Create Good: Keep Showing Up
The family pretended they weren’t home, but I saw them through the window. I knocked on the door again, only this time harder, and then stomped back to my car through the crunchy snow. An outsider might have thought I was trying to repossess a car; I was trying to mentor a young girl.
I cursed myself for not acting on one of the fake illnesses I conjured up in my head on the drive over. That nasty stomach bug was going around. Pink eye is always a great go-to excuse. A migraine would have worked.
Instead, I pep-talked myself into driving to my mentee’s house. It’s only an hour and a half every other week, I chastised myself. There really isn’t any reason for not showing up. But that wasn’t true. There were plenty of reasons for not showing up.
Expectations vs. Reality
When I first spoke to the agency about mentoring, the worker informed me my potential mentee had been waiting over a year for a mentor. Sure, this girl came from a challenging family, and she had behavior issues, but you know, it was expected given her background. Learning was difficult for her. The family moved frequently, especially in the middle of the night. Dad was in prison, again. The mother was young and overwhelmed, but the agency worker assured me this girl would thrive with a person consistently investing in her life.
I was up for the task. I would invest in her life. Hard kids were my thing. I was good at relationships. I knew I could connect with this girl because I, too, came from a “challenging background.” I signed up for the year commitment. Let the good times and memory making begin.
I envisioned the two of us spending afternoons at the park, which I quickly discovered she hated. I imagined helping the girl with homework, which I learned she despised more than the park. My overactive, do-gooding mind even flashed to future years, certain this young girl and I would keep in touch through letters and occasional coffee dates, but it turned out my mentee loathed writing and balked at all warm drinks, including hot cocoa.
Hard Relationships Don’t Always Get Easier
In the beginning of our mentoring relationship, I thought my consistency would prove my worth as a mentor, but when I attended an award day at the girl’s school, the family pretended they didn’t know me. Later, when I bought the girl a small heart necklace for Valentine’s Day, the mother chastised me for not thinking of my mentee’s younger brother. That same day, the girl’s mother walked me to my car and asked if she could borrow money.
Each week, I’d scour the newspaper for events an eleven-year-old might deem fun, but as soon as she plopped herself into the front seat of my car, she’d remind me the only things she enjoyed were video games, television, and eating out.
“You never take me anywhere good to eat!” she spat.
She was right. I didn’t take her anywhere good to eat. In fact, I never took her anywhere to eat. My husband and I were broke, and when I signed up to be a mentor, I didn’t consider my new relationship might cost me more than time.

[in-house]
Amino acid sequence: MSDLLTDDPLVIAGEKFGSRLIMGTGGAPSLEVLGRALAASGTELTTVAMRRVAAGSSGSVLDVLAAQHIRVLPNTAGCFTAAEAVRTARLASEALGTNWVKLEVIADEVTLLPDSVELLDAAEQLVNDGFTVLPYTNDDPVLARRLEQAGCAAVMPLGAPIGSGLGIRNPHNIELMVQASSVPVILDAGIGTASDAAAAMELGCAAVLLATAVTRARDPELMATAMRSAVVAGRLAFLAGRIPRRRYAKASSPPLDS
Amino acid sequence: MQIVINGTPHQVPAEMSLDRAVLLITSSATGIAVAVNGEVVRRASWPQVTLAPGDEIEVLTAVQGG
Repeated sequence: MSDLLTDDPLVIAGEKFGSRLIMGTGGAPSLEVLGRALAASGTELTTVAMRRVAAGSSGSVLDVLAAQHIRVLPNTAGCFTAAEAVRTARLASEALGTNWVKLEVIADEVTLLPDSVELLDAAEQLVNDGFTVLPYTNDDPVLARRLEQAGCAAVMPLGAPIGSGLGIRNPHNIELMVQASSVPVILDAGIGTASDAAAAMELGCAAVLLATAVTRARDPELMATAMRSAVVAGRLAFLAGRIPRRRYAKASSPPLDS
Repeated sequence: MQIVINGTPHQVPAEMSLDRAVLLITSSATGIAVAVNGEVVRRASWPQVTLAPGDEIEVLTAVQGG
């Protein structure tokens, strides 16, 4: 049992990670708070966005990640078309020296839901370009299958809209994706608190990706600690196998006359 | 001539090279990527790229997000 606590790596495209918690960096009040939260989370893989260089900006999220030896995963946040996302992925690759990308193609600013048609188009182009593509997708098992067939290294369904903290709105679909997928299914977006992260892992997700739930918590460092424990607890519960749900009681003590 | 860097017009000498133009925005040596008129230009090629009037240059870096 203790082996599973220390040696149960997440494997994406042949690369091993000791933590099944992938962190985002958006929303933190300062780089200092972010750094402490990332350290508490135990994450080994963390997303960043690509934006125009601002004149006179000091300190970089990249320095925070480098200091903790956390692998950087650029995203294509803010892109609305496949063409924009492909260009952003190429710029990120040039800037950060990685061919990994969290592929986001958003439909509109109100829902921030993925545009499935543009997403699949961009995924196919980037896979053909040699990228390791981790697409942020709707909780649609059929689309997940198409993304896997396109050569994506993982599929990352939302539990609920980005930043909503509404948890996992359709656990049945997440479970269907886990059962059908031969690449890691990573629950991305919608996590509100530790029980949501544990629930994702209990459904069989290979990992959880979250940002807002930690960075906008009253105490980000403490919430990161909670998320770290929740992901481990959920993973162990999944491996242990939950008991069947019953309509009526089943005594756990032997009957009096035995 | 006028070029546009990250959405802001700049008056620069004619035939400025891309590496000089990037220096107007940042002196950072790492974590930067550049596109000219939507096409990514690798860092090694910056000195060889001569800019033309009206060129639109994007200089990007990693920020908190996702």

Sometimes, I bought the girl a one-dollar ice cream cone, and we would sit across from each other at a fast food restaurant in silence. I ran out of questions and conversation starters months earlier.
Keep Showing Up (Even When You Have to Drag Yourself)
I cannot imagine what my girl took away from our relationship, but I do know this: my girl and I both needed Jesus to show up in our small lives that year. We were both stubborn. We needed to know God refuses to give up on us, ever, and sometimes God uses people in our lives to remind us of just that.
I never stopped showing up at her house. My mentee never stopped plopping herself down in the front seat of my car and pushing herself through whatever crazy activity I thought would help us arrive at the good times.
Our relationship was always cumbersome and awkward, hard to hold, and a burden to carry, but on the last day of our mentorship, the girl mumbled, “Let’s go to the park.” She then turned her head quickly and stared out of the car window.
Question: Sometimes doing good is just plain hard. How can you keep going when at most you see a tiny victory?
It takes work to create good. It takes time and energy and resources and, well, work. Somewhere along the way, you might feel discouraged or worn out or frustrated by the whole thing, so we've asked a few people in The High Calling network to talk to us about creating and cultivating good things. We hope this series, Create Good, inspires you to keep looking up, pressing on, and doing good. We pray you find the inspiration to "not grow weary in doing good." God sees your work. God knows your desire to do good, to create good, to celebrate and cultivate good in the world. God is for you. And so are we.
Graphic Image by: Mary Anne Morgan. Designed by: Kris Camealy